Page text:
It was a lovely day full of brightly colored trees and sweet breezes, as the club members flew low enough to wave at people canoeing on the Shenandoah River, Williams said. “If you want to see the fall colors,” he said, “you can go up to Skyline Drive and look out from your car or you can fly over the valley and see it all from the air.”

Williams, who visited the scrub-brush crash site and helped recover the destroyed aircraft, said he is not certain why the crash proved so deadly.

“Ultralights are slow and not very heavy, and when a crash occurs, usually the plane falls apart but the people walk away,” he said. “We are scratching our heads right now.”

The deaths of two such active and experienced ultralight pilots are likely to raise the same questions about small sport planes that occurred when singer John Denver died in the crash of an experimental plane, slightly heavier than an ultralight, in Monterey County, Calif. The crash was caused by his failure to refuel before taking off. The U.S. Ultralight Association has worked to improve safety, Williams said, particularly in providing what the group's Web site calls “knowledgeable and enthusiastic certified flight instructors.”

The Web site said Pendergist had worked as a contractor for the Federal Aviation Administration on the Aeronautical Data Link program and had been a registered ultralight pilot since 1988.

Moulds's wife, Sandy, said he died on the 16th anniversary of their first date, a horse carriage ride around Chicago. She said he first worked as a welder in Kansas City, Mo., and then learned computer programming at night and began a long career with several companies as a computer project manager, setting up systems and making sure they worked. When he was laid off three years ago by a large company, he decided to set up his own firm, Loudoun Small Business Computers, from the couple's home in Leesburg.

“He said he would help any company with 10 computers or less,” she said.

His passion for the outdoors and for flying began in the 1960s, his wife said, when he trained to fly gliders in Arizona. He began flying ultralights about six years ago, she said, and kept his plane at Warrenton Airpark but did not feel it was in good enough shape to fly Saturday, she said.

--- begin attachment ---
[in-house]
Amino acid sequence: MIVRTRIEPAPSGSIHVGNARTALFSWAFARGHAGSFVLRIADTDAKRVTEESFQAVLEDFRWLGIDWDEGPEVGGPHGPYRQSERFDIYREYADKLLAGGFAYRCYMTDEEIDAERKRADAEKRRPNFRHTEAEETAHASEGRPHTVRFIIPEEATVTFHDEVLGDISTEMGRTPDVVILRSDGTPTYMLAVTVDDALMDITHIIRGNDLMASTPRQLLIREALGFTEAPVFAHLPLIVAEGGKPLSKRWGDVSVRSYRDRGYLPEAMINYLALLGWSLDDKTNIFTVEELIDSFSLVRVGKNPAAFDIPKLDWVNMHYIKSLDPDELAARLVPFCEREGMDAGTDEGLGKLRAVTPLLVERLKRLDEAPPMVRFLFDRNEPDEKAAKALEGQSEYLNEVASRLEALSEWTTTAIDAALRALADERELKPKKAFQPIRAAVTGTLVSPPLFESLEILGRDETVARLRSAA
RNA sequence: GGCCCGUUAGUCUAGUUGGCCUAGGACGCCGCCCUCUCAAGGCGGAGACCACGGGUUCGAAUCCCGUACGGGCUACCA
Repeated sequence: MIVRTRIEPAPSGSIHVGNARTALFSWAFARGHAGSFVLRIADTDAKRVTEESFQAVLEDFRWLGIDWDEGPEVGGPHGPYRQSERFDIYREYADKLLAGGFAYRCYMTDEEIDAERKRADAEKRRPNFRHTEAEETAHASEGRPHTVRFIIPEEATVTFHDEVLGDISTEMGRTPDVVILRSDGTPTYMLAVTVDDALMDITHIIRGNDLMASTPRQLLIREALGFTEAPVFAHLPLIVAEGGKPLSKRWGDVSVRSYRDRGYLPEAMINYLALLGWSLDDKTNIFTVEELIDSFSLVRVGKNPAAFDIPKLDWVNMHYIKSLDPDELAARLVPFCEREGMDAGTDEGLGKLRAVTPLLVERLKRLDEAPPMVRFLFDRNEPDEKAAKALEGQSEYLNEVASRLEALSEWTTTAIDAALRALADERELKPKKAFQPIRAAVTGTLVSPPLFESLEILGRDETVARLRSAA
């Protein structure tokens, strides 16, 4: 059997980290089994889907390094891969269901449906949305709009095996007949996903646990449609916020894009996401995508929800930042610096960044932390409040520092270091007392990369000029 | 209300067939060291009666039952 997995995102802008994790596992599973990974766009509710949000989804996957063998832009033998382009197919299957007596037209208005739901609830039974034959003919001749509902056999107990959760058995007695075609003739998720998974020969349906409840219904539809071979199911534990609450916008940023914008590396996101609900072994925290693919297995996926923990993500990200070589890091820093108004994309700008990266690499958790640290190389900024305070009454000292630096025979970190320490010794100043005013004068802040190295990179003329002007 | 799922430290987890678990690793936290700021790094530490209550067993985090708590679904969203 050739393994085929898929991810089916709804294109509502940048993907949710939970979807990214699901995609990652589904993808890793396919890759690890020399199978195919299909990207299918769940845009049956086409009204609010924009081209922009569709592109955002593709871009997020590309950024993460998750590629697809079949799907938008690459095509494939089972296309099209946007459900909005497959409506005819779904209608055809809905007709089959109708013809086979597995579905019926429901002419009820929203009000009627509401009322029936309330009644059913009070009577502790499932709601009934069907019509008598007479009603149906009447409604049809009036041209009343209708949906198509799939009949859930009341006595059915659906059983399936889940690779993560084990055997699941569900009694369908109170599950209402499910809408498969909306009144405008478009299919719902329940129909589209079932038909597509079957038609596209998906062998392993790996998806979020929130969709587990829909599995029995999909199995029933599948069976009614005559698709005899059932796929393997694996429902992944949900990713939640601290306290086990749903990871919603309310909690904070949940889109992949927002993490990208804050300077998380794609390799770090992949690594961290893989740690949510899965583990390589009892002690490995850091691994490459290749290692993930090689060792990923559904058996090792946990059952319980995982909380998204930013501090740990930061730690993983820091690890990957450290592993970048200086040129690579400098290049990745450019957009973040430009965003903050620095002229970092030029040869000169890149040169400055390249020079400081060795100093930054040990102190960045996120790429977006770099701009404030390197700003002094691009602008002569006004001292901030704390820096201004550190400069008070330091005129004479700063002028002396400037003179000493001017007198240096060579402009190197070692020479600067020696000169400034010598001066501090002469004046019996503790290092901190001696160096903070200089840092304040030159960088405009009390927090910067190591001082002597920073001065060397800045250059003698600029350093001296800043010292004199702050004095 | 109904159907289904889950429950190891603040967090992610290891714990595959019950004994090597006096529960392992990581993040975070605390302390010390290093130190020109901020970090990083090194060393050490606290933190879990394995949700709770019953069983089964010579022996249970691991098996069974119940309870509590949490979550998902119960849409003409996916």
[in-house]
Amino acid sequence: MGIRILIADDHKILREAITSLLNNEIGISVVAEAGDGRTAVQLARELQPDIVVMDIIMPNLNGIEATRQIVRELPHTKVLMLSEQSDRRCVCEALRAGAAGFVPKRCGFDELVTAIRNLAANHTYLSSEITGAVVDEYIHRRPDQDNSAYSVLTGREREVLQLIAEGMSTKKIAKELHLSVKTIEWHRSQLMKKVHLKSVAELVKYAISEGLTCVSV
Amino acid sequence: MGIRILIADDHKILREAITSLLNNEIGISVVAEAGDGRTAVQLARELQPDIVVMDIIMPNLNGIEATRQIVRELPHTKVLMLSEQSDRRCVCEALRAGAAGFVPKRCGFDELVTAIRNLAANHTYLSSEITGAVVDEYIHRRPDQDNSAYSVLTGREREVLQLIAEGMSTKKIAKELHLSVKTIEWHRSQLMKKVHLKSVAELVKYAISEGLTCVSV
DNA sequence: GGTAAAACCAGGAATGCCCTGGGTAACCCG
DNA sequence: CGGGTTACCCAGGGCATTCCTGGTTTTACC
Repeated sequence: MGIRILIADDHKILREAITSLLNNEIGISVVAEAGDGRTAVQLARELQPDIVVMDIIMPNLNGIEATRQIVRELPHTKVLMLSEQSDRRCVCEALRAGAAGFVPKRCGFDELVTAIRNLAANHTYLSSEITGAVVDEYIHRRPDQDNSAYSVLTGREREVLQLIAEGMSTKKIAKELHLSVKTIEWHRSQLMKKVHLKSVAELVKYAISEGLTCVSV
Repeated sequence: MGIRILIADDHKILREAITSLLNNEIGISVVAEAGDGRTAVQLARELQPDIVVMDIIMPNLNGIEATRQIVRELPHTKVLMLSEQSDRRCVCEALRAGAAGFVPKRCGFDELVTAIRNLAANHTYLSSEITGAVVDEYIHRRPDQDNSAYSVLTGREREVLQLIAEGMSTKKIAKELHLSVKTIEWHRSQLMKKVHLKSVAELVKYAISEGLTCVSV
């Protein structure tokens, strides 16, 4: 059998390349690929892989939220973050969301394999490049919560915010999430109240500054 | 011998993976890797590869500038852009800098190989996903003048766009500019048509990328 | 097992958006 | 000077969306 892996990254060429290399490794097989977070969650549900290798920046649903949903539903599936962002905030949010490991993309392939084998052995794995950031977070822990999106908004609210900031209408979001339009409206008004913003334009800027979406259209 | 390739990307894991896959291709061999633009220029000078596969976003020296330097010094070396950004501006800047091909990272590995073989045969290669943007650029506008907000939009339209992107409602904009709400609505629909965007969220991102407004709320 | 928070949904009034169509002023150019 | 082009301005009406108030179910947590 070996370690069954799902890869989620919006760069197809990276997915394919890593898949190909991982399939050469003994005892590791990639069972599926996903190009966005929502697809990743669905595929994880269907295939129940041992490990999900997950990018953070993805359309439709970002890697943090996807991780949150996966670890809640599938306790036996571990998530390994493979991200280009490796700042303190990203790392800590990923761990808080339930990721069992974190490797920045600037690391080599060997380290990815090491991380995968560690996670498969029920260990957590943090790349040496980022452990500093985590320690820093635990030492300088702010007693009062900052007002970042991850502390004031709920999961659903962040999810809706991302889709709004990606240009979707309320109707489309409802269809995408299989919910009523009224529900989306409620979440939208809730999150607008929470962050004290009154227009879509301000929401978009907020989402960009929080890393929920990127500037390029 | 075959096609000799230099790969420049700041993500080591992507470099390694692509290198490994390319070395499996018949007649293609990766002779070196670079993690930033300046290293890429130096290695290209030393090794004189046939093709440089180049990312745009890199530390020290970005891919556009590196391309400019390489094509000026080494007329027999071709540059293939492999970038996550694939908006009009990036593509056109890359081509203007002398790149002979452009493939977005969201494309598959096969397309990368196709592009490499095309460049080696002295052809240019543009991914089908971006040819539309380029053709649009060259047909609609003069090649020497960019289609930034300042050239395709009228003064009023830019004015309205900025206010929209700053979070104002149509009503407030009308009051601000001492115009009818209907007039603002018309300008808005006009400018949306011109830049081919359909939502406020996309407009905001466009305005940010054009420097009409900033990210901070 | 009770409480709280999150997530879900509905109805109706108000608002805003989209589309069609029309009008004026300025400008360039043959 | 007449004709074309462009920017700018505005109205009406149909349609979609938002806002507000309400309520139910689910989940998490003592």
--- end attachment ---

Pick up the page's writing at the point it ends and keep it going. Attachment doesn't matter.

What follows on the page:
“He loved the fall colors — the ‘color run,' he called it,” she said.

“He was a giver, not a taker,” she added. “If anyone was in trouble, he was right there.”

Ultralight aircraft evolved from the hang-glider trend of the 1970s, with one-person glider enthusiasts figuring they could stay up much longer with a small engine. The two-seat trainer ultralight, like the one that crashed Saturday, was designed in the 1980s to improve safety by giving newcomers a way to learn the perils of flight in the slow craft — often no faster than 60 mph — from an experienced pilot sitting behind them.

Ultralights have been adapted to several uses, including aiding the relocation of endangered birds and for warfare. During the Iraq war in March, at least two Iraqi ultralights were spotted over U.S. Army positions, the Army Times has reported.


Of Bealeton, Virginia, a decorated Naval Officer, and Ultralight Pilot and Instructor, died October 18, 2003, in Louisa County, VA, as a result of an airplane accident.

Interment on October 31 at Arlington National Cemetery at 1 p.m. For additional information call 301-743-5478.